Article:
• While Gimp has great toolage for messing around with a single image, I can imagine creating animated sprites would be difficult. On the one hand, Gimp has nothing built in to animate the sprite as you’re creating it. On the other hand, it would not be too hard to write a program that simply animates the sprite for you that you can stick into one corner of the screen while Gimp is open.

Comments/criticism welcome!

How To Write Music For Video Games

Posted by (twitter: @RobProductions)
Thursday, February 2nd, 2012 3:10 pm

So one of the most important parts of game development is getting the music to fit the game. In this post, I’m going to show you how to write your own music from scratch while still giving some tips for advanced composers.

This tutorial focuses mainly on Garageband users, so forgive me if some of the terms are incorrect for different programs.


  • You don’t need costly software to write music, some of the most default programs can do the job.
  • Garageband is recommended for Mac users.
  • A good alternative is, which can write music the… professional… way. You can save it to a wav. file.


A – Region Name field: Type a new name for the selected region in the field.

B – Region Pitch slider and field: Drag the slider to transpose the selected Software Instrument region up or down by up to 36 semitones.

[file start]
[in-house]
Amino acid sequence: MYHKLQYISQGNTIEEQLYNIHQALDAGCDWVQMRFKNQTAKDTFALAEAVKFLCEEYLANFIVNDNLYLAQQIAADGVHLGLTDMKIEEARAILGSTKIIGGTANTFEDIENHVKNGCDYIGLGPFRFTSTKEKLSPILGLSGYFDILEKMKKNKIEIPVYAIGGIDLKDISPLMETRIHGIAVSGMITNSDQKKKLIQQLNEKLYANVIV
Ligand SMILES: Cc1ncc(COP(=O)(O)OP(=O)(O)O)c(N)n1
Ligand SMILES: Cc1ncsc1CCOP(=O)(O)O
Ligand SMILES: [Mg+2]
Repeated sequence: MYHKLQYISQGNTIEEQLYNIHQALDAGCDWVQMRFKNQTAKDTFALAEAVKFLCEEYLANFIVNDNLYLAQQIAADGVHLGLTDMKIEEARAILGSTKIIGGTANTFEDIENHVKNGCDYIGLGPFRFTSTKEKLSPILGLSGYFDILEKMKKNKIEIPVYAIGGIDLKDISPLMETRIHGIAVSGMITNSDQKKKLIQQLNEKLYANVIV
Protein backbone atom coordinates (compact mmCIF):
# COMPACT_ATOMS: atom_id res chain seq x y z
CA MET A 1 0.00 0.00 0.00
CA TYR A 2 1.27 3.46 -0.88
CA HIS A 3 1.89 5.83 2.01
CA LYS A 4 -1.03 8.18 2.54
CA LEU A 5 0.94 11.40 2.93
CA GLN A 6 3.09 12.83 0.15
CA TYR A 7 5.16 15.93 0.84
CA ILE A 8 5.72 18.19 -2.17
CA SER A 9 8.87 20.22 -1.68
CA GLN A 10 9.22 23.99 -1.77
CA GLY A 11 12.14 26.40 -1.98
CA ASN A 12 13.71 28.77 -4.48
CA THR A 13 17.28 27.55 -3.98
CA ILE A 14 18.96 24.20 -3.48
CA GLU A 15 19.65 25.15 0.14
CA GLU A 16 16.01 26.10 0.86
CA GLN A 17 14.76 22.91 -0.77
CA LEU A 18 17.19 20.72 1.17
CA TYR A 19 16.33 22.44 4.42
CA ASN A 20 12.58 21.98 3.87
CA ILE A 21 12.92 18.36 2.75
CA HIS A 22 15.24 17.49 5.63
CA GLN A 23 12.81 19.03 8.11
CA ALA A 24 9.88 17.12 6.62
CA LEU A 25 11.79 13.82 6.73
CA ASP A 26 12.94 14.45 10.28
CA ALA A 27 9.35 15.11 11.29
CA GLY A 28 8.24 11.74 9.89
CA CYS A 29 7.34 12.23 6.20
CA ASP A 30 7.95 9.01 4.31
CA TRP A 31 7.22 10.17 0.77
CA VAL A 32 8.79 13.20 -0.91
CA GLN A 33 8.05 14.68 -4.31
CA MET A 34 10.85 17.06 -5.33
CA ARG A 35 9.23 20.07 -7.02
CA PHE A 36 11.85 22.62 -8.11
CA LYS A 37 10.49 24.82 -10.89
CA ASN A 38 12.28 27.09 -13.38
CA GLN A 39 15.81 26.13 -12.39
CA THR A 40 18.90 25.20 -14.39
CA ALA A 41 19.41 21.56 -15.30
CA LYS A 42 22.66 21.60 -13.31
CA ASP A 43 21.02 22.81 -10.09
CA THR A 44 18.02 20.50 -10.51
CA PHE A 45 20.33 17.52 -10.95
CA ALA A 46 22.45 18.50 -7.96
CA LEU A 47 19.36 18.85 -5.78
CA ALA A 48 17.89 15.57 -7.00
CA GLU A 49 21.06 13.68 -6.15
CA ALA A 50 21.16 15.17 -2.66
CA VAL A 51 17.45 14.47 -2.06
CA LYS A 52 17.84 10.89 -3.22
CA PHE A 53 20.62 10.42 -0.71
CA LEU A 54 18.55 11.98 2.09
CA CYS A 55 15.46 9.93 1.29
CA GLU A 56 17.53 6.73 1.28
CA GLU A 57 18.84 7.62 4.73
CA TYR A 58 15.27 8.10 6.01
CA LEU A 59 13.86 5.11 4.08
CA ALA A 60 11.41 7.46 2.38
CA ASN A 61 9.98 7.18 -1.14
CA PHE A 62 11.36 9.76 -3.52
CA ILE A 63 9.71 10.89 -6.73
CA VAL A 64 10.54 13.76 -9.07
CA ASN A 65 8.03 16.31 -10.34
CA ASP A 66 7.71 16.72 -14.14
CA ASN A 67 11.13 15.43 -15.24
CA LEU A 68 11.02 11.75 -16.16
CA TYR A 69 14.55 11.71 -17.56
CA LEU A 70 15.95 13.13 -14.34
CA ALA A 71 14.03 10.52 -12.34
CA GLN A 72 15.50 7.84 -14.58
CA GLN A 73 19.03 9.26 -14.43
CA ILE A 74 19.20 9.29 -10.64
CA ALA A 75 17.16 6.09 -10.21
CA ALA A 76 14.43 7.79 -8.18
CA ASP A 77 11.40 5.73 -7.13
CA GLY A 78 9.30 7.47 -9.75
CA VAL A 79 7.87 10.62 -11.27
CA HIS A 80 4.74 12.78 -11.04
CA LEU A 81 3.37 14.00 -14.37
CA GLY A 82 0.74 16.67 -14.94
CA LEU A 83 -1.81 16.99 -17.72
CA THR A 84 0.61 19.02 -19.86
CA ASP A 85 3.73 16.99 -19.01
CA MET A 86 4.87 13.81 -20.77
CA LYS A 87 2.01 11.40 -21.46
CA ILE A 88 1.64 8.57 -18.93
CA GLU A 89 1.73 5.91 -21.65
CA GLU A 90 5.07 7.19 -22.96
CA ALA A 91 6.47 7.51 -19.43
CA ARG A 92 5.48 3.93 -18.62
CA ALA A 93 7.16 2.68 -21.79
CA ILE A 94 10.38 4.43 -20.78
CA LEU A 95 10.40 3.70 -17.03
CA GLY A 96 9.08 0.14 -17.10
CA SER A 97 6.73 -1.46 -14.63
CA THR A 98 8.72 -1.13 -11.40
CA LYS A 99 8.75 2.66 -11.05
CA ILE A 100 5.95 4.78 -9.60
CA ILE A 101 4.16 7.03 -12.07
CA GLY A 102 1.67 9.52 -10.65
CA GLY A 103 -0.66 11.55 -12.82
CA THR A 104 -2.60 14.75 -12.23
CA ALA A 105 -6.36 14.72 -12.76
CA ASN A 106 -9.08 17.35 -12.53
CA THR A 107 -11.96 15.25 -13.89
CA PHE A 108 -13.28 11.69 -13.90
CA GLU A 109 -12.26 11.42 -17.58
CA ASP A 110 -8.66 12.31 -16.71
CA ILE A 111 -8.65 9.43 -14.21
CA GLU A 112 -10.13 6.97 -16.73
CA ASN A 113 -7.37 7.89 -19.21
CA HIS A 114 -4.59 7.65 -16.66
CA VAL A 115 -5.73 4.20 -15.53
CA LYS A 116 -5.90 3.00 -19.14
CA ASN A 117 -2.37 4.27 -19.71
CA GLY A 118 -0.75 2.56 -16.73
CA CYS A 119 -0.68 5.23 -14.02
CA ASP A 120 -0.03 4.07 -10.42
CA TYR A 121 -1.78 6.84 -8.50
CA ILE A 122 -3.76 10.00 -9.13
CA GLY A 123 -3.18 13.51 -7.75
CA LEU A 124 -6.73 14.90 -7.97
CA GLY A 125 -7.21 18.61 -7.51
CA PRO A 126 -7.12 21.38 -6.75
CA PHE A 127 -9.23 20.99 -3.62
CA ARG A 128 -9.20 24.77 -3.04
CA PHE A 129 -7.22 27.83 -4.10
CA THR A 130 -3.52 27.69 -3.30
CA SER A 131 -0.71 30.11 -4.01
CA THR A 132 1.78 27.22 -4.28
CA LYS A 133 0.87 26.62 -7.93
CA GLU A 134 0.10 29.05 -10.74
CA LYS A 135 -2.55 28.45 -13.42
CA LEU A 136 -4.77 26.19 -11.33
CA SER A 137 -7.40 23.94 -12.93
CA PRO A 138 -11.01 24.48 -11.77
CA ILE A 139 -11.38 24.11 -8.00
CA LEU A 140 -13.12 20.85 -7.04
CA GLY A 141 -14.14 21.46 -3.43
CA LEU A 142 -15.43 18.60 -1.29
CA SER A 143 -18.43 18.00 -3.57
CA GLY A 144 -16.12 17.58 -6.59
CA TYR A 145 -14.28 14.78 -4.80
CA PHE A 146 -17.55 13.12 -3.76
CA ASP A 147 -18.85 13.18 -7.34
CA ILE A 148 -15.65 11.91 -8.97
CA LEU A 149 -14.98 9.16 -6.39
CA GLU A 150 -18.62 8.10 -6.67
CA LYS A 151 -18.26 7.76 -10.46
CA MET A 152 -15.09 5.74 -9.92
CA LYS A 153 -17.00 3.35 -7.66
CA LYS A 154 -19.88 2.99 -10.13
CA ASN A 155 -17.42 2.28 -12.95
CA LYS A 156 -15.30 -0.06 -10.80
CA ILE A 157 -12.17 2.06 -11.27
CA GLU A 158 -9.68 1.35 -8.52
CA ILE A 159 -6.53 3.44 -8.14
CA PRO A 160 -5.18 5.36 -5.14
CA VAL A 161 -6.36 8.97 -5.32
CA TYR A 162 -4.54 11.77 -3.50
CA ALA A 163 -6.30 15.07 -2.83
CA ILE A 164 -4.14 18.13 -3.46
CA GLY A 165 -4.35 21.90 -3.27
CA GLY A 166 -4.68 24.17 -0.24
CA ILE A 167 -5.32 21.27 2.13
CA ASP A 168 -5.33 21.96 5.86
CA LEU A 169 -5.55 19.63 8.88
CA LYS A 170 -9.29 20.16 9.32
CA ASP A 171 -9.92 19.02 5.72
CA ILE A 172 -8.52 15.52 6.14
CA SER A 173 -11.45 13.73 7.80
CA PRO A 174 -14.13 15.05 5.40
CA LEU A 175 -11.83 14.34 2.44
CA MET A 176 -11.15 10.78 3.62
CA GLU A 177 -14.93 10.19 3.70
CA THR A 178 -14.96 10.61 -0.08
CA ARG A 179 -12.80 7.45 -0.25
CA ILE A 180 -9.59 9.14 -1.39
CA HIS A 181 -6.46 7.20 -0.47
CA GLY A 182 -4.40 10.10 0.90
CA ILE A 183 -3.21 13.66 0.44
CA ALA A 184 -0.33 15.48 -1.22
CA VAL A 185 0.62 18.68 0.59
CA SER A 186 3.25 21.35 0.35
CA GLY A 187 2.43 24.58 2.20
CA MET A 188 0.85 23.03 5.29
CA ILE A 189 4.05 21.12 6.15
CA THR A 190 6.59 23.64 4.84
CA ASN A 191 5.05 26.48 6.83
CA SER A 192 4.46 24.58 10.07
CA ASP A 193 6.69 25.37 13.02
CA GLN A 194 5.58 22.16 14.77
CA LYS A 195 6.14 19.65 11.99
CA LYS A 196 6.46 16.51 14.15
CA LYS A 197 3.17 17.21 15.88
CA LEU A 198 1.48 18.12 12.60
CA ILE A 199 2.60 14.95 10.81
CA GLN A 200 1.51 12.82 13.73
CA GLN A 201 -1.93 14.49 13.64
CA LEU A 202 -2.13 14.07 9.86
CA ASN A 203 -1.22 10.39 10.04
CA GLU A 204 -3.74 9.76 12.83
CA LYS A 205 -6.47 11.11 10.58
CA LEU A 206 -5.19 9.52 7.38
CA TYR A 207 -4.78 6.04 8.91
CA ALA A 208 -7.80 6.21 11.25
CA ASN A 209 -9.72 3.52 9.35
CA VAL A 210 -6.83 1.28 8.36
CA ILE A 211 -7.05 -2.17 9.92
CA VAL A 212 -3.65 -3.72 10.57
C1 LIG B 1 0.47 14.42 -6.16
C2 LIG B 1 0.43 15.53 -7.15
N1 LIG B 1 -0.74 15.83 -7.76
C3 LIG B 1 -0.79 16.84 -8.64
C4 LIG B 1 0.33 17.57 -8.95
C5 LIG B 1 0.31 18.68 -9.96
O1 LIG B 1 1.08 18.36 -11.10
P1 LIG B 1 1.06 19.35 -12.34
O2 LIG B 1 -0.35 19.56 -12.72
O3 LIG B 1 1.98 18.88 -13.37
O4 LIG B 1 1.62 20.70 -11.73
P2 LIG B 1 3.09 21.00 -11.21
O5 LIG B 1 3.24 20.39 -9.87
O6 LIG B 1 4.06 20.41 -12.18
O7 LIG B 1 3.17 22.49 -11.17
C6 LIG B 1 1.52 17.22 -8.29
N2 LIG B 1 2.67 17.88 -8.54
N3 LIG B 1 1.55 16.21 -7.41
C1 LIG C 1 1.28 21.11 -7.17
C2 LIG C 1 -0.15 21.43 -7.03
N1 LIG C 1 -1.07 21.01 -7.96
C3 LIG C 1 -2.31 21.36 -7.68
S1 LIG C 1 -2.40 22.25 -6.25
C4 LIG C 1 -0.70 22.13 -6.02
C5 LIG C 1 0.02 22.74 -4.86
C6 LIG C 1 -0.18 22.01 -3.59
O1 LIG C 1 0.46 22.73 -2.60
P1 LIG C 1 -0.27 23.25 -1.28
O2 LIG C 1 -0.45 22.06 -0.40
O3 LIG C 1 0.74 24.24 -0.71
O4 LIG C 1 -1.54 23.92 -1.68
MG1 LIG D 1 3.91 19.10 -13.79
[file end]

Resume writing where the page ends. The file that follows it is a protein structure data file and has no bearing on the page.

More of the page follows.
You can also type the number of semitones in the field.

C – Velocity slider and field: Drag the slider to change the velocity of selected notes.
You can also type the velocity value in the field.
A note’s velocity reflects how hard the key is pressed when you play the note.

D – Zoom slider: Drag to zoom in for a closer view or to zoom out to see more of the track.

E – Graphic/Notation View buttons: Click to change the editor to graphic view or notation view.

F – Note Value button: Click to choose the note value for notes you add.

G – Fix Timing button: Click to fix the timing of notes in the selected region, or notes selected in the editor, so that notes move to the nearest grid position.

H – Beat ruler: Shows beats and measures for the area visible in the editor.

I – Playhead: Shows the point in the project currently playing.

J – Notation display: Shows the musical events of Software Instrument regions in standard music notation.
You can move notes to adjust their pitch and where they start playing, and change how long they play.

K – Scroll bar: Drag the scroller to move to a different part of a track.

Chord Progression

  • To start off writing your piece, you need a good chord progression.
  • Pick a tune you think can be repeated for the entire song.
  • If stuck, choose four whole notes that descend or ascend.
  • Place the rest of notes in the chord.